Playing cricket and running races in Mumbai
I’m not really a sporty person. I don’t enjoy repetitive activities or making myself physically uncomfortable and besides I’m too short, uncoordinated and weak to be good at almost any sport. I never watch sports either and I don’t even make exceptions for the World Cup or the Super Bowl, except if I just want to fall asleep on the couch anyway.
I’m thinking all of this while I’m standing on a field with a cricket bat in my hand, waiting for my turn to hit. I’m playing cricket with twenty male (Indian) colleagues and only one female (American) colleague. The match started late so she and I killed time on the treadmill for half an hour. I suppose we have the same need to move, to not stand still. Maybe I’m sporty by default, because I can’t sit still. Curiosity is also a big part of it, especially in this case. When I heard there would be a consulate-wide cricket tournament in January I immediately signed up for this practice session. I wanted to know what the game is all about. The idea of learning and practicing a new sport—the most beloved sport in all of India no less—excited me.
Curiosity was also part of the reason I performed a Bollywood dance in front of two hundred colleagues last week. I’m not a good dancer by any stretch of the imagination. Almost any other woman in the group seems to have a more natural, easy grace to her movements than I do. This has never stopped me from dancing though. Dancing makes me happy and I found that learning local styles—salsa, tango, Bollywood—is a perfect way to combine my interest in art and local cultural expression with having a bunch of fun.
My most baffling hobby, to me, still, is running. I started at age 25 and have since participated in more 5k, 10k and 21k races than I remember. I even ran a full marathon once, which I can hardly believe myself. My primary reasons were never a deep love of physical exercise or possessing boundless energy but rather vanity and fear of becoming old and stiff. The only reason I took running seriously enough to do a marathon was to get back in shape after my first pregnancy, afraid as I was of gaining an unsightly amount of weight. And much of my current-day running is tied to worries about my unhealthy impulses. I feel like I can at least partially make up for drinking and eating bad food with challenging workouts. The fact that I really like challenges also helps, no doubt. Doing something I previously thought I couldn't do feels liberating, like raising a middle finger to my inner (and sometimes outer) critic.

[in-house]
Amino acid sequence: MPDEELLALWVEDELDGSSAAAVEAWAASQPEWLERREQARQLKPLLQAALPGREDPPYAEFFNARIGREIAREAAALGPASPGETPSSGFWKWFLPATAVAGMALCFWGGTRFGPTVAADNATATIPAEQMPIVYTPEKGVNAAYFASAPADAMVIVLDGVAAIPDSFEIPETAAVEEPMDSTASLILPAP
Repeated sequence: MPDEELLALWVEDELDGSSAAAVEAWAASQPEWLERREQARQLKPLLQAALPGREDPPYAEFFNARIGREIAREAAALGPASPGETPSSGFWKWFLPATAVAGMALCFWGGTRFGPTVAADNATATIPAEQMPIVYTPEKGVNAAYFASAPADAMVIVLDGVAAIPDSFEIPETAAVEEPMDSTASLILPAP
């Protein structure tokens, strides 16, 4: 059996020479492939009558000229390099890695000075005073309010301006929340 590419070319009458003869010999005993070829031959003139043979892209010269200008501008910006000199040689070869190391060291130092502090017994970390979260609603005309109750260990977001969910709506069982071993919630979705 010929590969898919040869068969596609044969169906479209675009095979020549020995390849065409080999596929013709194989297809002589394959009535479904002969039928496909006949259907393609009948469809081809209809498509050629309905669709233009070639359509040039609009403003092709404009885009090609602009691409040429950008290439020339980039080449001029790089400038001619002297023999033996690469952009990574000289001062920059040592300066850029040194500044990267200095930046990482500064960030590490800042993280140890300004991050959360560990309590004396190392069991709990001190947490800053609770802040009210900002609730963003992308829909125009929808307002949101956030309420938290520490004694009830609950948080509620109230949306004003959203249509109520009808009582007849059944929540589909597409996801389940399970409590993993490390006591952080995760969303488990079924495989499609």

I’ve been running a lot in Mumbai, even though I hate running in the heat and I wasn’t planning on it. I even inspired a friend to sign up for organized group races, because improvising runs on the crowded streets of Mumbai isn’t really an option. We wake up at 4:30 AM to Uber to wherever a race is held, join the Zumba warm up with a crowd that’s at least 80% male, and fight for achieving the best time we can. We love it and we’re getting faster each time. The first time I completed a 10k in Mumbai, about two months ago, it took a little over an hour and I was hot as hell. Last weekend I finished in a little over 55 minutes, which is about as fast as I can run this distance these days.
The universal, relaxed running culture also helps. I noticed that, wherever I run in the world, there’s an automatic camaraderie and good-naturedness among runners, because most don’t take themselves too seriously. After all, what’s so special about running? It doesn’t require any skill. Being able to run long distances has more to do with genetics, avoiding injuries, and perhaps a strong will to finish what you start. I find running a great way to connect with my surroundings and the people who live there.
What also contributes to my penchant for running is a will to stay fit as I get older. When I was in my twenties I biked everywhere and for years I was on my feet for 8-hour bartending shifts, so practicing a sport was completely unnecessary for staying fit. But I always told myself that even if I didn’t like “sports” I should probably start dedicating time to moving and challenging my body around the age of 40 so that in the following decades, when my muscles will try to disappear, I can offer some resistance to the process and stay healthy and fit longer.
Next month I’ll be running the Tata half marathon, which is going to be a stretch. Even though I completed a half in Berlin earlier this year that’s different because running in the cold and on a flat surface is much easier, at least for me. Partially it’s a mental thing—knowing I’ll be so hot stresses me out even thinking about it. Normally I train for half marathons by completing a 10-mile run a few weeks in advance, warning my knees of what’s to come and getting into the right mindset. I’m not sure I can motivate myself to do that here though. Oh well. If I can’t bring myself to run the entire 21k I’ll just take walking breaks as I cross the Worli Sea Link, which will be traffic-free for this event, which will be an special experience in itself.